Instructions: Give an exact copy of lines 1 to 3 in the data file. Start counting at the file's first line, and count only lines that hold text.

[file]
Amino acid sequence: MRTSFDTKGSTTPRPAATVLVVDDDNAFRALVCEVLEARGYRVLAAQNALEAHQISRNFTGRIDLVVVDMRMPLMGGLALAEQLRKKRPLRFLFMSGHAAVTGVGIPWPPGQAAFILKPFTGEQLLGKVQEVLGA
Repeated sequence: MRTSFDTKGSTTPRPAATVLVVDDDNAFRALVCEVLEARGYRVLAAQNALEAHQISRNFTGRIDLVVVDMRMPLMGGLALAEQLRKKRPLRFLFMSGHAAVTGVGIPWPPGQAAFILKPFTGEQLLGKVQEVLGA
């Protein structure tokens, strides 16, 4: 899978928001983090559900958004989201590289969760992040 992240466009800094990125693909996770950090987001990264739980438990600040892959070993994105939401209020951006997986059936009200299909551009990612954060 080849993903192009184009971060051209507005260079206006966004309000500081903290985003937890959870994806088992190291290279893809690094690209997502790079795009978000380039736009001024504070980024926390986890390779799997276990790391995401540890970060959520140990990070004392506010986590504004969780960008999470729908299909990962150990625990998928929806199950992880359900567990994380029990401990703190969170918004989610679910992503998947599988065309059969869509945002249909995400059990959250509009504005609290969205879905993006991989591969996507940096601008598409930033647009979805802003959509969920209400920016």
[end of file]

Amino acid sequence: MRTSFDTKGSTTPRPAATVLVVDDDNAFRALVCEVLEARGYRVLAAQNALEAHQISRNFTGRIDLVVVDMRMPLMGGLALAEQLRKKRPLRFLFMSGHAAVTGVGIPWPPGQAAFILKPFTGEQLLGKVQEVLGA
Repeated sequence: MRTSFDTKGSTTPRPAATVLVVDDDNAFRALVCEVLEARGYRVLAAQNALEAHQISRNFTGRIDLVVVDMRMPLMGGLALAEQLRKKRPLRFLFMSGHAAVTGVGIPWPPGQAAFILKPFTGEQLLGKVQEVLGA
């Protein structure tokens, strides 16, 4: 899978928001983090559900958004989201590289969760992040 992240466009800094990125693909996770950090987001990264739980438990600040892959070993994105939401209020951006997986059936009200299909551009990612954060 080849993903192009184009971060051209507005260079206006966004309000500081903290985003937890959870994806088992190291290279893809690094690209997502790079795009978000380039736009001024504070980024926390986890390779799997276990790391995401540890970060959520140990990070004392506010986590504004969780960008999470729908299909990962150990625990998928929806199950992880359900567990994380029990401990703190969170918004989610679910992503998947599988065309059969869509945002249909995400059990959250509009504005609290969205879905993006991989591969996507940096601008598409930033647009979805802003959509969920209400920016």